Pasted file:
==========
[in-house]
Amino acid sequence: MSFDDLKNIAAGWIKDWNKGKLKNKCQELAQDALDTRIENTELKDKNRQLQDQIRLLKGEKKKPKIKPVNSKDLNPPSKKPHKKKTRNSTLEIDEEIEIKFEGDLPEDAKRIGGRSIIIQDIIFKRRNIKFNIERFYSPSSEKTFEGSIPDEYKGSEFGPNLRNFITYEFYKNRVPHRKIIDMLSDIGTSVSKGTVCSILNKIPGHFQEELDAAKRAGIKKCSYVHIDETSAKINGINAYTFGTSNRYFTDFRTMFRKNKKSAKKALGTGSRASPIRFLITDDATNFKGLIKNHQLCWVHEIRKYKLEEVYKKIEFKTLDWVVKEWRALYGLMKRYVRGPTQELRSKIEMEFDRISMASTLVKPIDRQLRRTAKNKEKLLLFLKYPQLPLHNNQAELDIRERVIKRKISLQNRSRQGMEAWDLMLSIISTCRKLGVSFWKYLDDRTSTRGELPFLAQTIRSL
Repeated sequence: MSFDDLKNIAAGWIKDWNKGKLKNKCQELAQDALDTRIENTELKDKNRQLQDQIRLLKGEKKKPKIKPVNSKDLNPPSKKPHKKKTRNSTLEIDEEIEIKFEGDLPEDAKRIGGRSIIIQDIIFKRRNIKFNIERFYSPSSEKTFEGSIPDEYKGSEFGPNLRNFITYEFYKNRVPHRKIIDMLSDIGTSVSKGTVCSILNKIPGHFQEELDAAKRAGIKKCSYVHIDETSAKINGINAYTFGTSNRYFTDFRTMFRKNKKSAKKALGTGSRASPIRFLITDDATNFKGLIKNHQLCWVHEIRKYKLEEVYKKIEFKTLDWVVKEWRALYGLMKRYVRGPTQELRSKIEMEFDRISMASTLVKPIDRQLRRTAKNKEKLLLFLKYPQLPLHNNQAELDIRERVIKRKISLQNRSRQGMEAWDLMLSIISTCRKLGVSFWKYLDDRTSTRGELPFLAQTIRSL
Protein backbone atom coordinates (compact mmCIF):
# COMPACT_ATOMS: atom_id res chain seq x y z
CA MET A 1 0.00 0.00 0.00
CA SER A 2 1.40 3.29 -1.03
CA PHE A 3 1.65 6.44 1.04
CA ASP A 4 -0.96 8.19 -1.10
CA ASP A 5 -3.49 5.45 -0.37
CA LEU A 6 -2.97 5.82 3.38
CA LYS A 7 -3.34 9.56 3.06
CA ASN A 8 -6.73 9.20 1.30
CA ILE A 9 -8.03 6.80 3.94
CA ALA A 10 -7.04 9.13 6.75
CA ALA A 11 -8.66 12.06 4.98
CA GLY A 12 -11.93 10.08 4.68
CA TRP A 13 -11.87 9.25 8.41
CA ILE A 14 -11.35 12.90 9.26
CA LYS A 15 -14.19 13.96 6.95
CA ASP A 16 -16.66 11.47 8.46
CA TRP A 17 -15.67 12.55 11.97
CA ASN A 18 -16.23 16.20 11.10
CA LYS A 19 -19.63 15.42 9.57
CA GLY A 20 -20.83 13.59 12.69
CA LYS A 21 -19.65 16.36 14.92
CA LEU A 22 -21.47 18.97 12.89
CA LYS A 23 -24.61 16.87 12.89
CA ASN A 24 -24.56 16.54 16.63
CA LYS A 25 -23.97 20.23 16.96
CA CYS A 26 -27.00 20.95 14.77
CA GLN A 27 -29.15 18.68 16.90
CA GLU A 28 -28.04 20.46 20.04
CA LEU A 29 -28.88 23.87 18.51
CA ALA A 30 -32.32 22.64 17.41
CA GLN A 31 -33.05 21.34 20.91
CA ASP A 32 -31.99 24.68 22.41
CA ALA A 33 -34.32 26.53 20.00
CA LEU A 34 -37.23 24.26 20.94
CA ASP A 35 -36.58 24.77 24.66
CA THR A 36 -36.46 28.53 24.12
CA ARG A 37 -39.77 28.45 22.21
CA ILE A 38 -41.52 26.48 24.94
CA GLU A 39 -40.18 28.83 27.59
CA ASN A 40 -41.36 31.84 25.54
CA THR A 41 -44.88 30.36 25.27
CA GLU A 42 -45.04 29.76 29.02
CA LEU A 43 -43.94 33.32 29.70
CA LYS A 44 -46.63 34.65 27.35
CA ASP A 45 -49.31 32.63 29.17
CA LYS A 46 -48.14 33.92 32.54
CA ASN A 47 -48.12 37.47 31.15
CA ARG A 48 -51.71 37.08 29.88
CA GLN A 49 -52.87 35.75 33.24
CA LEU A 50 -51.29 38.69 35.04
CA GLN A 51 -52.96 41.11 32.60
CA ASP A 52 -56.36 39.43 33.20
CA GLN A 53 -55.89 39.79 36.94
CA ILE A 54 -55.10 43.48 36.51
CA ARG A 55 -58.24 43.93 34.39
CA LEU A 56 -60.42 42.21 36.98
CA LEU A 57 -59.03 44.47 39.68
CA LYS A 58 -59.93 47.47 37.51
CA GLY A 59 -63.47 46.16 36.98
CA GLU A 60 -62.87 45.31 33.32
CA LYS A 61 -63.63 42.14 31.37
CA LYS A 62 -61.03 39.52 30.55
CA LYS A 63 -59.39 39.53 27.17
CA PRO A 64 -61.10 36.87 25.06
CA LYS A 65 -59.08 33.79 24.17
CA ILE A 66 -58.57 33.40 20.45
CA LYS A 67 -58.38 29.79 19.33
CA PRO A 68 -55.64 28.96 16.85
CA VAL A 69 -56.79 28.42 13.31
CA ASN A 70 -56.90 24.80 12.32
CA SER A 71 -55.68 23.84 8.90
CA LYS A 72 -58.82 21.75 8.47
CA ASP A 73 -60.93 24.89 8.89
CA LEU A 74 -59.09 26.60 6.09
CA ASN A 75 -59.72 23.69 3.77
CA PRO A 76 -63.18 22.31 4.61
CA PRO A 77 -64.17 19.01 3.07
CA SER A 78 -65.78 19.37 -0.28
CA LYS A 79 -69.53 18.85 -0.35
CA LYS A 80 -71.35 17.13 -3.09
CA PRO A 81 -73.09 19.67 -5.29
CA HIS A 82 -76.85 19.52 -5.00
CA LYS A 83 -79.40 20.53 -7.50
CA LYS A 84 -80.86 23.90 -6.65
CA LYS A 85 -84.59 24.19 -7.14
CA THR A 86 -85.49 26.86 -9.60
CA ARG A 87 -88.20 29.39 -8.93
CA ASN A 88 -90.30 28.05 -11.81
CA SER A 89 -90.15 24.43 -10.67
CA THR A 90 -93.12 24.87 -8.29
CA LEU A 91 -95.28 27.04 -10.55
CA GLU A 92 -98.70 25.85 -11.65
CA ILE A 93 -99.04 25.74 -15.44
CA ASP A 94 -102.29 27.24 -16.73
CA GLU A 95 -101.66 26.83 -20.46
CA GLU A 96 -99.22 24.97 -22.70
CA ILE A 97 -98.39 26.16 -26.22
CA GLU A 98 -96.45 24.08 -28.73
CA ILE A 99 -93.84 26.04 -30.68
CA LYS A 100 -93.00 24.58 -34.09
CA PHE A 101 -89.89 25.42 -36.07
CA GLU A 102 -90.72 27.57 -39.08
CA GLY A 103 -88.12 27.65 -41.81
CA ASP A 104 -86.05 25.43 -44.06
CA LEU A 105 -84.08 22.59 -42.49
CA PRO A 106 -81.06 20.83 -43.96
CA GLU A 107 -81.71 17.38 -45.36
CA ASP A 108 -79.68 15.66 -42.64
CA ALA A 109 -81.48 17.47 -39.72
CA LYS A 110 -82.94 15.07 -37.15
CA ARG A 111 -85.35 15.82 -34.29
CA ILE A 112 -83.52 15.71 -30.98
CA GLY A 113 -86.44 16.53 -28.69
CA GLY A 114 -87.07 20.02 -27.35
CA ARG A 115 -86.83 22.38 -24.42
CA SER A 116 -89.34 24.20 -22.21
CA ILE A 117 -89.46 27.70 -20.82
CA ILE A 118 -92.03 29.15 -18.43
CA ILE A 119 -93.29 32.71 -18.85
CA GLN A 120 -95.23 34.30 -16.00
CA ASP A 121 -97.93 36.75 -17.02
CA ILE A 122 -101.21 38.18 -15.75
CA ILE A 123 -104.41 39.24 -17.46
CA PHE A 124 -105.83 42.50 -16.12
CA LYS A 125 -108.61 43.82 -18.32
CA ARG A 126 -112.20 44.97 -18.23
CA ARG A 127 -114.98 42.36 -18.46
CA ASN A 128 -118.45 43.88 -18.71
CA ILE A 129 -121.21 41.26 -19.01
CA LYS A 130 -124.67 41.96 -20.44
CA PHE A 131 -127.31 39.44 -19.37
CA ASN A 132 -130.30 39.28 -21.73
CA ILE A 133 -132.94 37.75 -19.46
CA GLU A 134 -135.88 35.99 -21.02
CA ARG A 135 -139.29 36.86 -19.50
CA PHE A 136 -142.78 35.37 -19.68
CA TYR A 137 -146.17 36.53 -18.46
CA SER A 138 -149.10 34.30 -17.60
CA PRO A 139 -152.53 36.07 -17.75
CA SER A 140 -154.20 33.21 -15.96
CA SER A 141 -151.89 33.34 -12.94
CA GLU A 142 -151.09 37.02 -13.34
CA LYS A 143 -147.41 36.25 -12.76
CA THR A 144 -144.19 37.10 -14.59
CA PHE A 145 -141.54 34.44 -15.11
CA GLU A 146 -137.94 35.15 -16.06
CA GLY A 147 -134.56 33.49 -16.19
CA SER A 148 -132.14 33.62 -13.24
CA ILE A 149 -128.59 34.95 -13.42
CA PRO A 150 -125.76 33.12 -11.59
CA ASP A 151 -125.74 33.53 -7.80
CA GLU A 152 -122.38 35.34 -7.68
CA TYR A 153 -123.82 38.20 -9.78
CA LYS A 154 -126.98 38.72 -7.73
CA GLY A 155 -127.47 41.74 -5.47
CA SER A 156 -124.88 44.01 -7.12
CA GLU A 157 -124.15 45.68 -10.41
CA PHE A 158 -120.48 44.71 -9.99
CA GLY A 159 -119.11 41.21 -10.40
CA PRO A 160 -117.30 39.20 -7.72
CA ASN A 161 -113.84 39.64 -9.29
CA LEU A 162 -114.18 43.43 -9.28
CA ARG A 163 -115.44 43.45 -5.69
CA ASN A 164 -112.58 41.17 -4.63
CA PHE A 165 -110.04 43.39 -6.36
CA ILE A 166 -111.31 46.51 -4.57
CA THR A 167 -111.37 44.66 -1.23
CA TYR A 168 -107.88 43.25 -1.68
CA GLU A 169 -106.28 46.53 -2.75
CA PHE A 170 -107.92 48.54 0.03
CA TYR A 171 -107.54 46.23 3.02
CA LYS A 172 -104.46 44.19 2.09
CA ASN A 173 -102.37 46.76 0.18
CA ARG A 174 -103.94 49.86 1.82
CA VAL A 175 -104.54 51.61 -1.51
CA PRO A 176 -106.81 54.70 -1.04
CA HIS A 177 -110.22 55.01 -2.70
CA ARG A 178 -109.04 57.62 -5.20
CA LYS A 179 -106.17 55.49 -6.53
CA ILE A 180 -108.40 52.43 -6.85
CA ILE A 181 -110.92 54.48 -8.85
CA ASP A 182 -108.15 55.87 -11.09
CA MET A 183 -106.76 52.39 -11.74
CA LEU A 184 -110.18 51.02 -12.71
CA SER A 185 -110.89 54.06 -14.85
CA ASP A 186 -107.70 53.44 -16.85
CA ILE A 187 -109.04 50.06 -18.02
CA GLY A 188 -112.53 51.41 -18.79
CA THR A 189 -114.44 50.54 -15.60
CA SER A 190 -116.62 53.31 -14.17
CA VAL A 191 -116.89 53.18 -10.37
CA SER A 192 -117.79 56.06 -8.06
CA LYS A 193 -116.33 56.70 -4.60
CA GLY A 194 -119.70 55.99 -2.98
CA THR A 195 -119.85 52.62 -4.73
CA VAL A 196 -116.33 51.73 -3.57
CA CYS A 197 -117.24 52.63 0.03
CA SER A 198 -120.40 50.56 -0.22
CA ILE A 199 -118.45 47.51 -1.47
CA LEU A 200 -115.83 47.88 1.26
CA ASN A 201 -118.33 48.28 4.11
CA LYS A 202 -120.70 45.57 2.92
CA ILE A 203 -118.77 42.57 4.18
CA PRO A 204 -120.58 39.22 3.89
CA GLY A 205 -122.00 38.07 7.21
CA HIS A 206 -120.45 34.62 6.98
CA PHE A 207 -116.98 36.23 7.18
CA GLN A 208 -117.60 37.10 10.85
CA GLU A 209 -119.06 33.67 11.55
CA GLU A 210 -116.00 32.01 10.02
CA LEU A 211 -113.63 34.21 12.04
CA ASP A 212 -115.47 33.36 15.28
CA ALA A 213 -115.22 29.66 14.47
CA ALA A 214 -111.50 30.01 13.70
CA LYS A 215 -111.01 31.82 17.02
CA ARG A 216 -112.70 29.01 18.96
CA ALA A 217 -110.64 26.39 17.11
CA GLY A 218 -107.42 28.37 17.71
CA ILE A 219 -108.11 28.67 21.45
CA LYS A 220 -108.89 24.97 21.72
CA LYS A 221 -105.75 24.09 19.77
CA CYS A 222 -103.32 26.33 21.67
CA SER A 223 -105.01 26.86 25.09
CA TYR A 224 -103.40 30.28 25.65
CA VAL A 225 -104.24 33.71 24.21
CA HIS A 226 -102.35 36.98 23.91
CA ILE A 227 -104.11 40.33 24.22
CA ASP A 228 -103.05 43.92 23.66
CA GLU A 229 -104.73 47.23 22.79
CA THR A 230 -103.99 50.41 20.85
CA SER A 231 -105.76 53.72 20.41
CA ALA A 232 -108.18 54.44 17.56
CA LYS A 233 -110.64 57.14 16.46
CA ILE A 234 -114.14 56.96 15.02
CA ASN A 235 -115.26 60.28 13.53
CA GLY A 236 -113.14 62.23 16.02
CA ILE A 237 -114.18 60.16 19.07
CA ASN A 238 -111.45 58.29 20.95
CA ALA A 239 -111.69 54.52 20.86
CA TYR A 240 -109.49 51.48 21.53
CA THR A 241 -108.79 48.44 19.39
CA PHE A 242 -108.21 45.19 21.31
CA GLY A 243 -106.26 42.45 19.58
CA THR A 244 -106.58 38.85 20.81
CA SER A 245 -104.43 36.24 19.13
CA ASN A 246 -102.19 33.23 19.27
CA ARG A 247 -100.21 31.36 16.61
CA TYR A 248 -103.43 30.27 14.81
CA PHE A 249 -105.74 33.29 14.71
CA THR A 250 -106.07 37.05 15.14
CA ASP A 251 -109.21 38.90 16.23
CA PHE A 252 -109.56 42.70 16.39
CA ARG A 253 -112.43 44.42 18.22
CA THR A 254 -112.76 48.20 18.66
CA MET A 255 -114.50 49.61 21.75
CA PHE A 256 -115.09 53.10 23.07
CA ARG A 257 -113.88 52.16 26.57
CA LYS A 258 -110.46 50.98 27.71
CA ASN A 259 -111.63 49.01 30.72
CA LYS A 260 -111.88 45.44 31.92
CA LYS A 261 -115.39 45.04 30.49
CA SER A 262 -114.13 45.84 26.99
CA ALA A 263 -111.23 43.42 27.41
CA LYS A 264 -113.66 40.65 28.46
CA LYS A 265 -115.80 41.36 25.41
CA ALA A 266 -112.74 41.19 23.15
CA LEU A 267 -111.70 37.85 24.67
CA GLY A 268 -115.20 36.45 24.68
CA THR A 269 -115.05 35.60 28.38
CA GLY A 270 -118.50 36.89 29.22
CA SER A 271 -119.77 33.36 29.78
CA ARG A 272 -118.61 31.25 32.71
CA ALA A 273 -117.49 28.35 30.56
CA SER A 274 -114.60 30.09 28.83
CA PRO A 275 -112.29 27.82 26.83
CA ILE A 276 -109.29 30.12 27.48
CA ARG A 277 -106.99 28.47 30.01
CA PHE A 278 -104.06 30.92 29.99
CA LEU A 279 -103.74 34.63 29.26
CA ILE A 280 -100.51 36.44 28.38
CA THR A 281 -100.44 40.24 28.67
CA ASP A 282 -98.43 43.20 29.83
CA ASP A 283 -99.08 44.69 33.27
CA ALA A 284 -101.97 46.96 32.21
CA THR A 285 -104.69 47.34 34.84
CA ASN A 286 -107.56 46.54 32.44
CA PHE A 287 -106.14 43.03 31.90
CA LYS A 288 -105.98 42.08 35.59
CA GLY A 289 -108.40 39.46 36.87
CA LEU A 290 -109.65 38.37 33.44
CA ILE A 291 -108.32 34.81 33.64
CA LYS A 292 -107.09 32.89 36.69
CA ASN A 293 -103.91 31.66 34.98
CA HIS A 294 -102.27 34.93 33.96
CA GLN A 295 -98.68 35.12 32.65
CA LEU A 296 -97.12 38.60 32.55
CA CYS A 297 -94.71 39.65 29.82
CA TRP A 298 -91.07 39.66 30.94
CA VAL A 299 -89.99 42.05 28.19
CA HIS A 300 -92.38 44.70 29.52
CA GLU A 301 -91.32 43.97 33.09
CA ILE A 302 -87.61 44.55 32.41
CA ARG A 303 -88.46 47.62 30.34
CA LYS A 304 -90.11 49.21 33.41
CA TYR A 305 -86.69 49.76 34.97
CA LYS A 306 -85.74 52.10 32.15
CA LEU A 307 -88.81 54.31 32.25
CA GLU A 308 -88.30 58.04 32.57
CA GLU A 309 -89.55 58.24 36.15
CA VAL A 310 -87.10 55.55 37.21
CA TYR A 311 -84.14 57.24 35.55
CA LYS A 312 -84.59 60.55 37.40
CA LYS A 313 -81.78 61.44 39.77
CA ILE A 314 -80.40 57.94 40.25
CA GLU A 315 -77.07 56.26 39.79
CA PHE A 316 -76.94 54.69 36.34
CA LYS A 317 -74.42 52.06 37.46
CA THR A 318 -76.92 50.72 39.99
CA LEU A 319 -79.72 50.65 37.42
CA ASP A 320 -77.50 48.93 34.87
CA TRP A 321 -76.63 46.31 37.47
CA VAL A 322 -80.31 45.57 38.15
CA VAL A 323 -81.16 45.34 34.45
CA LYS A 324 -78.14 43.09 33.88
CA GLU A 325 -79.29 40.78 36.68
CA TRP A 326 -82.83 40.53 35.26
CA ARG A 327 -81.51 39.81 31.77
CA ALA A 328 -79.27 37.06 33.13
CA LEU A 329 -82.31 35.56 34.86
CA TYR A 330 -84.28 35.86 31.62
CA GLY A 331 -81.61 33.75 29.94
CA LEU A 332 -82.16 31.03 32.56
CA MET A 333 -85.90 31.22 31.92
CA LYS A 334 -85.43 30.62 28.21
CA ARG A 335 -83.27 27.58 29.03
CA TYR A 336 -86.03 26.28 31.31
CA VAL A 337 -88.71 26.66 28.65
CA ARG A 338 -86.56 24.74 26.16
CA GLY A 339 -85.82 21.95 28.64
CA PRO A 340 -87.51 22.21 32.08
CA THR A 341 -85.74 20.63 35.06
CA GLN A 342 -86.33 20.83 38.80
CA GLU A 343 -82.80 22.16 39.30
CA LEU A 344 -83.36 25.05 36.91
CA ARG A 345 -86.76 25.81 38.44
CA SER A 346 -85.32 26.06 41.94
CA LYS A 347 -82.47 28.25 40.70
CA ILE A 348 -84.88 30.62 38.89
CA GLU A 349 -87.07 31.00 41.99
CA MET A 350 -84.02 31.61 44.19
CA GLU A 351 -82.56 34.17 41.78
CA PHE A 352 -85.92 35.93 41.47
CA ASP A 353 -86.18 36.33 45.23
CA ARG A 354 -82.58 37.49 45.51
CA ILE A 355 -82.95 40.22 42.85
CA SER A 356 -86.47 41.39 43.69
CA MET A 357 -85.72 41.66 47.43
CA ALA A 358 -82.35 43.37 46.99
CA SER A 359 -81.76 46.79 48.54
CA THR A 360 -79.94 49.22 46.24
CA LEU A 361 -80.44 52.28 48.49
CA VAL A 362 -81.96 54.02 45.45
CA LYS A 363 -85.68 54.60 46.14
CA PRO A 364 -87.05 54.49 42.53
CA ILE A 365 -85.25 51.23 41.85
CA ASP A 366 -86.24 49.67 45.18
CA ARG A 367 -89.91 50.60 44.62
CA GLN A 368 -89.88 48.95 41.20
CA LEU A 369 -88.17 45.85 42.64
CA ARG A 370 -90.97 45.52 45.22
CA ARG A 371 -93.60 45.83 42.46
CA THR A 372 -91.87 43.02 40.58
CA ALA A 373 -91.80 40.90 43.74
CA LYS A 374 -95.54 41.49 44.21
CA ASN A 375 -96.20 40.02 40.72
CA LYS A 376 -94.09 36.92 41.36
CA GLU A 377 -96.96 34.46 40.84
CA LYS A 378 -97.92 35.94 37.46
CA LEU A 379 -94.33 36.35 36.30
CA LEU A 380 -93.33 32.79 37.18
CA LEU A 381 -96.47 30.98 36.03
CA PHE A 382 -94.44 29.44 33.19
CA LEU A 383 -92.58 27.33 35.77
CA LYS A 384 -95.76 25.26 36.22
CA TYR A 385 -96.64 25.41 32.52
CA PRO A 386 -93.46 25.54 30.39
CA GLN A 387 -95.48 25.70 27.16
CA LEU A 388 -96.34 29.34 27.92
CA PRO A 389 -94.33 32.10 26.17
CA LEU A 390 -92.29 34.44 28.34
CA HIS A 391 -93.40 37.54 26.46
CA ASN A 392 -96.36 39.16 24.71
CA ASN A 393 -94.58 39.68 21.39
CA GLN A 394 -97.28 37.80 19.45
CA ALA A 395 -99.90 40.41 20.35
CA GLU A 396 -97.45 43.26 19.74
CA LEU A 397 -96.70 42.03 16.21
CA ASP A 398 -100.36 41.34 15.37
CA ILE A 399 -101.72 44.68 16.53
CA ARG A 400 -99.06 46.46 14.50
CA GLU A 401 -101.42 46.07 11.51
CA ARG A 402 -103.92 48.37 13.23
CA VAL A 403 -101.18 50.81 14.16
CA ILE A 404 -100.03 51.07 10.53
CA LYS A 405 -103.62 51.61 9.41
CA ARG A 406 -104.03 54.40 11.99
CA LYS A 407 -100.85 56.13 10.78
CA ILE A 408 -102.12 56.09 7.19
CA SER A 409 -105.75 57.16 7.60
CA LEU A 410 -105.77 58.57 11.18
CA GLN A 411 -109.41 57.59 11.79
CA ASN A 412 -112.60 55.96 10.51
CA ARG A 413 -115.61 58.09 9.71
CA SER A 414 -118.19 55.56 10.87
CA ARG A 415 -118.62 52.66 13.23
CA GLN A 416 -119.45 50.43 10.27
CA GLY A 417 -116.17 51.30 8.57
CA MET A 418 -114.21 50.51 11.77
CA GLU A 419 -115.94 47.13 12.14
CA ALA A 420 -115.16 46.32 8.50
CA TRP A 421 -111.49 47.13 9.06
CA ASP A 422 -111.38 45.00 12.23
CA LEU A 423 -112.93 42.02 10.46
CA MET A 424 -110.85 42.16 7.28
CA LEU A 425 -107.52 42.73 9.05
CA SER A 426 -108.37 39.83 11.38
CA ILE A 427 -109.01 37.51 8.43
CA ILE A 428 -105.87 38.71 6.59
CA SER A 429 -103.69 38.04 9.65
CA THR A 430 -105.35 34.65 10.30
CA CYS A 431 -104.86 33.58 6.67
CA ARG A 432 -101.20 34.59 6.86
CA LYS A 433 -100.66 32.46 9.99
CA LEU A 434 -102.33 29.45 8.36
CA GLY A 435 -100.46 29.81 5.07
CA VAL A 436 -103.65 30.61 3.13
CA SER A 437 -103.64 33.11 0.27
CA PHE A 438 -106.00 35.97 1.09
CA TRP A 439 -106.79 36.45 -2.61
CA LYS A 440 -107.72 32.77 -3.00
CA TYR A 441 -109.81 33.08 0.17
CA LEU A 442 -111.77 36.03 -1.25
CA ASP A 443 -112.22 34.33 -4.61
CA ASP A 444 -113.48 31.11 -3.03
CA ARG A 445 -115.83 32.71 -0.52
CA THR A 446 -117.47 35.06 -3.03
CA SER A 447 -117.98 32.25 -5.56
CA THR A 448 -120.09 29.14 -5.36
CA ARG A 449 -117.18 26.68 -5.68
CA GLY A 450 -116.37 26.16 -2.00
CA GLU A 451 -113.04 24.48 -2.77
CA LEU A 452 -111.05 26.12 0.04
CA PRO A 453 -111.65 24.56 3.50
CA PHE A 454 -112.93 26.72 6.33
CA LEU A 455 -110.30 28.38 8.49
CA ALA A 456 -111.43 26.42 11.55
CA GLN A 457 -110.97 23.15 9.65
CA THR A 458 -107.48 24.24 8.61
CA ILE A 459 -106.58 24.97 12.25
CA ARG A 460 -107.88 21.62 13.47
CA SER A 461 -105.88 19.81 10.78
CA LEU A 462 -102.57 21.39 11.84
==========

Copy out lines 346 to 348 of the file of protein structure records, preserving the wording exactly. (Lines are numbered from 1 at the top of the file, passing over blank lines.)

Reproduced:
CA THR A 341 -85.74 20.63 35.06
CA GLN A 342 -86.33 20.83 38.80
CA GLU A 343 -82.80 22.16 39.30